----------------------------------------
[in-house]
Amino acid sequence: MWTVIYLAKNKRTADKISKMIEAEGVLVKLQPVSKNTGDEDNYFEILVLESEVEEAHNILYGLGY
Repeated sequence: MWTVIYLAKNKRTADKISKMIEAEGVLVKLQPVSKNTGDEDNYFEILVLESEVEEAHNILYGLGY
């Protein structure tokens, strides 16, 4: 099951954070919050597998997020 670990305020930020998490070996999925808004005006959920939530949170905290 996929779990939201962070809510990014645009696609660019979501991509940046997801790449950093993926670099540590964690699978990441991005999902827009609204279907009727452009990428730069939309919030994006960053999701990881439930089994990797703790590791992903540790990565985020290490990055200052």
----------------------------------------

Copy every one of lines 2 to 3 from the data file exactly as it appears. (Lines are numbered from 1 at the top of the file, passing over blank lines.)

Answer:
Amino acid sequence: MWTVIYLAKNKRTADKISKMIEAEGVLVKLQPVSKNTGDEDNYFEILVLESEVEEAHNILYGLGY
Repeated sequence: MWTVIYLAKNKRTADKISKMIEAEGVLVKLQPVSKNTGDEDNYFEILVLESEVEEAHNILYGLGY